Review: A hider of people is hunted in 'Left-Handed Twin'
'úLeft-Handed Twin'Ě by Thomas Perry (Mysterious Press)
Since she married a wealthy surgeon, Jane Whitefield has been trying to leave her old life behind, but when a friend sends a terrified young woman named Sara to her, Jane feels compelled to help.
Working with her boyfriend, Sara had been making a lot of money as a Hollywood party planner. But that was before she cheated on him and he found out. After he killed her lover right in front of her, she testified against him. But when a jury failed to convict him, he vowed to kill her for her double betrayal.
So begins 'úThe Left-Handed Twin,'Ě the ninth novel in Thomas Perry's series featuring Whitefield, a modern woman with the sensibilities of her Seneca Native American ancestors, who is an expert at helping terrified people disappear.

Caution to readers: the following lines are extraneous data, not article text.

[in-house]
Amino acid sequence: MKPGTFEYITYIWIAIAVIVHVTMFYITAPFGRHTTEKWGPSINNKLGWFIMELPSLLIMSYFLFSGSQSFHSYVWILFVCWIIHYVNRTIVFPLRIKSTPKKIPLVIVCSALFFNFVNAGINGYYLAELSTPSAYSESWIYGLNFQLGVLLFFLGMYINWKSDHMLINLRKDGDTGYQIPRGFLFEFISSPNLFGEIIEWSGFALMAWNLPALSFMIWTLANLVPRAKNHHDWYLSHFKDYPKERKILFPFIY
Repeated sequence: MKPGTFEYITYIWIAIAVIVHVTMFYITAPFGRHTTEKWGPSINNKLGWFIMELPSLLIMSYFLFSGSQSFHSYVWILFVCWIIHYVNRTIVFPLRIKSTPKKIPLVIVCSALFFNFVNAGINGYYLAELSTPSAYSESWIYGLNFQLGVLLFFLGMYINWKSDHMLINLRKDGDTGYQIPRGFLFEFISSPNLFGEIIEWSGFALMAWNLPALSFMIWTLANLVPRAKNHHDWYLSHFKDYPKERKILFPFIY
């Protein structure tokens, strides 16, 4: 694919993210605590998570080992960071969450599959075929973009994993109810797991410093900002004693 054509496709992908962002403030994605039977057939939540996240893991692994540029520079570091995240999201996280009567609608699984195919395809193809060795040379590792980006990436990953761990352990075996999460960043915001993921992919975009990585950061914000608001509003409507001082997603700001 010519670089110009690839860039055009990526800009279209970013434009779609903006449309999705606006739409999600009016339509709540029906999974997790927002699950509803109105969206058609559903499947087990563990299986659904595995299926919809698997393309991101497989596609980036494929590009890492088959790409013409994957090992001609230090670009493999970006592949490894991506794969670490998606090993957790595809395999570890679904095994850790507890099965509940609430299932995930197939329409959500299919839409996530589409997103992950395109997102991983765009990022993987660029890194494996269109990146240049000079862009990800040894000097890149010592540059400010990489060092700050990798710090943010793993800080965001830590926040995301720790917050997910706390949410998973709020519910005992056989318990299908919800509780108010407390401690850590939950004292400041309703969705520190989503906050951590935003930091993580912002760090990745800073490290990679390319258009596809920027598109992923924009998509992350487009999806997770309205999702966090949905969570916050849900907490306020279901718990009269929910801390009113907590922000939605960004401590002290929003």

This time, however, it isn't just the person Jane is helping who is being hunted.
Sara's boyfriend seeks the Russian mafia's help to track her down. They agree, but not because they care about finding Sara. They've heard whispers about the mysterious woman who has helped dozens of people disappear and know that there are others who would pay dearly to learn the woman's secrets.
So it is Jane, not Sara, whom they are really after.
The result is a dangerous cat-and-mouse game that unfolds as Jane, intent on protecting Sara even at the expense of her own life, leads pursuers on an often violent chase that begins in the Buffalo, NY, suburbs and veers from New York City to Boston to Maine's Appalachian wilderness.
The tension is thick, the story unfolds at a rapid pace, the characters are well developed, and, as usual in a Thomas Perry novel, the tale is tightly written.
Bruce DeSilva, winner of the Mystery Writers of America's Edgar Award, is the author of the Mulligan crime novels including 'úThe Dread Line.'Ě